Here’s How Big Corporations Are Quietly Cashing In On Food Stamps
The nation’s poor aren’t the only ones benefiting from government poverty programs. Large corporations, most notably JP Morgan Chase (NYSE:JPM), are enjoying lucrative profits thanks to procedural stipulations included in the language of bills like Obama’s 2010 Healthy, Hunger-Free Kids Act.
Language in the legislation requires all state agencies receiving their funding through government welfare programs such as Women, Infants, and Children WIC to implement Electronic Benefit Transfer EBT systems, thus opening the door for potential corporate profit. State agencies enter into contracts with companies like JP Morgan Chase and Affiliated Computer Services (ACS), a subsidiary of Xerox, to administer their EBT card systems. EBT cards function similarly to debit cards, with the administering corporations benefiting on a transactional basis.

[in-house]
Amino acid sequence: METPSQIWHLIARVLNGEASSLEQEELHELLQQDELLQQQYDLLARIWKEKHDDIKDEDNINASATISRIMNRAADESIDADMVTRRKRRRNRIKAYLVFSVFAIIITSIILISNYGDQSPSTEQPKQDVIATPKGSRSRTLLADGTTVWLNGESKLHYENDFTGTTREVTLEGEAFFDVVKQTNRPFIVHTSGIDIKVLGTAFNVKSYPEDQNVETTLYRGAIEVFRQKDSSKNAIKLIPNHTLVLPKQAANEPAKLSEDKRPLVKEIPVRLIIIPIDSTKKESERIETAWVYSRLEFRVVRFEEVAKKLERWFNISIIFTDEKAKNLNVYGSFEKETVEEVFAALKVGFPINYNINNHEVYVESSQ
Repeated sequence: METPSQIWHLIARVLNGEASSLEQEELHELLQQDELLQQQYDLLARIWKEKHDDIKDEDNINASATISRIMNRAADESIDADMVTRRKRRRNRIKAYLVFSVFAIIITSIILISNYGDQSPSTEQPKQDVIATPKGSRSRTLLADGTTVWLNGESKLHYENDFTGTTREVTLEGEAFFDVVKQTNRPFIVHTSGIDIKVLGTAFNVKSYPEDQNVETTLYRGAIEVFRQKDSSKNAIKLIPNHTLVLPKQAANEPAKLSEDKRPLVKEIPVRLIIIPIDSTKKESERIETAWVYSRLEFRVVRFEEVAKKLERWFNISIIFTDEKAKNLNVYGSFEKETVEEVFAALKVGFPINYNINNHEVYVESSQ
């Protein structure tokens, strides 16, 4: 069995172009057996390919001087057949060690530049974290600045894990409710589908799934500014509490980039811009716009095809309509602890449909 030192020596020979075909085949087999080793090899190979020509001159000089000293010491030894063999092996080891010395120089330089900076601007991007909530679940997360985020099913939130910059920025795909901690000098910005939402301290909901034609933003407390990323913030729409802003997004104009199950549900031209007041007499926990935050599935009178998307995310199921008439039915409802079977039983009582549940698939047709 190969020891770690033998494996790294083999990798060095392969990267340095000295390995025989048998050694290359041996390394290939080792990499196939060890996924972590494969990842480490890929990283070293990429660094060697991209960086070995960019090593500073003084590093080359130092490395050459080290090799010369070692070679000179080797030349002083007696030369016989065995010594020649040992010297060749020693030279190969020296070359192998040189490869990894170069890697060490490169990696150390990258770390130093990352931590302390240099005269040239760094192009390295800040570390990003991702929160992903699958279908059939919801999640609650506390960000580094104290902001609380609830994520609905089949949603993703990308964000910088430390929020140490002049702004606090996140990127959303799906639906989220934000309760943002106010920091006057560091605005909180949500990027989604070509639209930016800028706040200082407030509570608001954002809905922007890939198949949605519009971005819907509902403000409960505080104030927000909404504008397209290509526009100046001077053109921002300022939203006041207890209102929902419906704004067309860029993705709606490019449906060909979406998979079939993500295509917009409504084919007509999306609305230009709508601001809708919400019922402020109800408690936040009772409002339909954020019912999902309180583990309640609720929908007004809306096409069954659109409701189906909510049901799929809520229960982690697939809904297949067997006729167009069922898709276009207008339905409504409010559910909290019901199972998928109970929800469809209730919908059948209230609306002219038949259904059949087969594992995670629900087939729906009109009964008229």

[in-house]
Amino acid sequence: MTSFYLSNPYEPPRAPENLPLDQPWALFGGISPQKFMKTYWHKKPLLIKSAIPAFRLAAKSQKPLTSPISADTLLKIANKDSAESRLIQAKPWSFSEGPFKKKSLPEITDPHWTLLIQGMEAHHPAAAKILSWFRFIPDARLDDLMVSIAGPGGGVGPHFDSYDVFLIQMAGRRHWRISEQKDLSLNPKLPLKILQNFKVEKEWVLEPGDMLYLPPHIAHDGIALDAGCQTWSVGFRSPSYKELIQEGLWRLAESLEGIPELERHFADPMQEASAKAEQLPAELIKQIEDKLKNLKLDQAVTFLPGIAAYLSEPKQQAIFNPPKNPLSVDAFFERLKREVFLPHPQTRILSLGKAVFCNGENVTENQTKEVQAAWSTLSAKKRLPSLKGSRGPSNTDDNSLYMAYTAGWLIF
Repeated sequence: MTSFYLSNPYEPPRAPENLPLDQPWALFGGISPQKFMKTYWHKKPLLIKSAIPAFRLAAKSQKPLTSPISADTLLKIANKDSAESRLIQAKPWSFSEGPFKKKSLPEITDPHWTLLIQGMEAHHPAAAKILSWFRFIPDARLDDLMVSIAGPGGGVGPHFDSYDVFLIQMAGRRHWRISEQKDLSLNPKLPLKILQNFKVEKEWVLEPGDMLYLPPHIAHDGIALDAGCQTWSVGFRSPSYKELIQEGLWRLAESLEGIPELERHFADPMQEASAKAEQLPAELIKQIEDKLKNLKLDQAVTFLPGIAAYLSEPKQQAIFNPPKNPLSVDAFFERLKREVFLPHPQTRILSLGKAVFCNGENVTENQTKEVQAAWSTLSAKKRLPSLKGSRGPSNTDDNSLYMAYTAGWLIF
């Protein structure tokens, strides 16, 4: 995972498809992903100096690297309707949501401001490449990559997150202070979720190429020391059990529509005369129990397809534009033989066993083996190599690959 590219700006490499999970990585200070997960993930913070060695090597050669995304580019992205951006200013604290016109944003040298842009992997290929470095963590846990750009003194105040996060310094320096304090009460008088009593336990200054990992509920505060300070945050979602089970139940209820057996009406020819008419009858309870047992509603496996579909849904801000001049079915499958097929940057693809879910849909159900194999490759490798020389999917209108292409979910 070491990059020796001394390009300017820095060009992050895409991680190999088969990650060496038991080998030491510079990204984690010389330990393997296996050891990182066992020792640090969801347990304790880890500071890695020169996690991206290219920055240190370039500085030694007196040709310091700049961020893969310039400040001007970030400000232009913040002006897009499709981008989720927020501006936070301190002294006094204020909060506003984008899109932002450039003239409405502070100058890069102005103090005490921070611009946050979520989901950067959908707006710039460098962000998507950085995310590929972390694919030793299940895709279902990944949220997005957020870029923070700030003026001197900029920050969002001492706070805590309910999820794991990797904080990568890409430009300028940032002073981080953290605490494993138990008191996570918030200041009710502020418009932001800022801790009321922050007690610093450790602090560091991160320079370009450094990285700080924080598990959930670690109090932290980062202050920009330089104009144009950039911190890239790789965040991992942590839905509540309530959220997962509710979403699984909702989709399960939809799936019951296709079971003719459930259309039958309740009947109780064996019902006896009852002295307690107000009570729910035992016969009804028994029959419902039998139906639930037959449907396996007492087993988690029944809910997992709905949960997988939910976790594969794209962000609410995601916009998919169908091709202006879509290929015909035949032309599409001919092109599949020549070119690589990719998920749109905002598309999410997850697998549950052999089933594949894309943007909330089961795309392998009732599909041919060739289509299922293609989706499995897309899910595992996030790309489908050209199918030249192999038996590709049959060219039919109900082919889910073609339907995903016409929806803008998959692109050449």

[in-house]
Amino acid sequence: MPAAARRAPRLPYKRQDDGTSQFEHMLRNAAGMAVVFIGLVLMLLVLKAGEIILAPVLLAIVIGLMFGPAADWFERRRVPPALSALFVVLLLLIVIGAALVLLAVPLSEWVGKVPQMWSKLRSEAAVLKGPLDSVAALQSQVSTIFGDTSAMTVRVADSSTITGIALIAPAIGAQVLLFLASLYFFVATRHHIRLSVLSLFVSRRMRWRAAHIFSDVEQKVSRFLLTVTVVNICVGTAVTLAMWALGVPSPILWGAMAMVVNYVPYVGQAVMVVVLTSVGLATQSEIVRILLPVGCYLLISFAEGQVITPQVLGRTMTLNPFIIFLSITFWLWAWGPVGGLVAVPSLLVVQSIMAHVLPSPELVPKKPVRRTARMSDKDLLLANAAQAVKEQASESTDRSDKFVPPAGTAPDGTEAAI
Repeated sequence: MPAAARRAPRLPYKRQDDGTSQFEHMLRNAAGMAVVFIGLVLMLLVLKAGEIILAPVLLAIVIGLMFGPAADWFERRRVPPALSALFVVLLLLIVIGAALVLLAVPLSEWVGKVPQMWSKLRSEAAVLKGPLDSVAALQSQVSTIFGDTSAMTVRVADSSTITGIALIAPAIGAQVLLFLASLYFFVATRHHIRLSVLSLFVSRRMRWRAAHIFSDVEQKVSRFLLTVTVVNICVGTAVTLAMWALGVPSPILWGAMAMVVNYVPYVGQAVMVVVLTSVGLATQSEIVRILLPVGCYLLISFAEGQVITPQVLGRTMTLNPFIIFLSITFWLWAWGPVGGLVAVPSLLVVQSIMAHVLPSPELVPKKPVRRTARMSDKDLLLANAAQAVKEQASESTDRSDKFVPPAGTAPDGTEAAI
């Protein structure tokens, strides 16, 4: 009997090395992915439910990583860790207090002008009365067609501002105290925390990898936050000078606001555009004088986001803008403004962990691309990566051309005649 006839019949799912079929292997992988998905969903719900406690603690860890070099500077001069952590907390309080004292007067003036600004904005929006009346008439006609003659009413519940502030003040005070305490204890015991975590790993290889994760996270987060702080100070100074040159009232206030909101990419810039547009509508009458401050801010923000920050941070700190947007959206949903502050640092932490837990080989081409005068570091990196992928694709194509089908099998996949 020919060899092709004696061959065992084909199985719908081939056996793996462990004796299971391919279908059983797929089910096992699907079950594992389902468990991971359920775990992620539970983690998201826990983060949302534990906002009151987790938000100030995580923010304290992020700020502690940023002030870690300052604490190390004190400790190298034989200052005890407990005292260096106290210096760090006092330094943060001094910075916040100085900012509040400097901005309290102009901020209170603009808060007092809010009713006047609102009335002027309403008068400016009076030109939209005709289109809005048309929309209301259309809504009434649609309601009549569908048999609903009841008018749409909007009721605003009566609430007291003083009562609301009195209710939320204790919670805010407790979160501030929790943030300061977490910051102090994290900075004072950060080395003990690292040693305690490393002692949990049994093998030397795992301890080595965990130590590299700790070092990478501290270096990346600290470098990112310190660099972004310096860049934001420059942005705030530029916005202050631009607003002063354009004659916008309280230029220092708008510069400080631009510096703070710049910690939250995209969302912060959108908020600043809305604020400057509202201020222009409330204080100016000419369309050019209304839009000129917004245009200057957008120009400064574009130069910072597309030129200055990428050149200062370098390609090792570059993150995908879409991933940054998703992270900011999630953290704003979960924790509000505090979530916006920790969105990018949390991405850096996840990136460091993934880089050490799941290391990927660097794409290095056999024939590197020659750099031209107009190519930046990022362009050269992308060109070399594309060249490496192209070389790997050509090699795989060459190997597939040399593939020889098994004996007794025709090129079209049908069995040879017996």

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According to the Agriculture Department, which is responsible for overseeing EBT-using programs like the Supplemental Nutrition Assistance Program (SNAP, the official name of the food stamps program), the market for these state contracts is dominated by JP Morgan Chase and ACS, which together hold multi-year agreements with 39 states.
Most concerning, however, is the degree of influence on policy such arrangements threaten to give companies that become involved with programs which, on their surface, are intended to help feed hungry children. Since the implementation of EBT was mandated in 2002, JP Morgan’s political contributions to members of congressional agriculture committees have risen from a modest $82,302 to $332,930, perhaps a sign that the company is eager to have the ear of policymakers.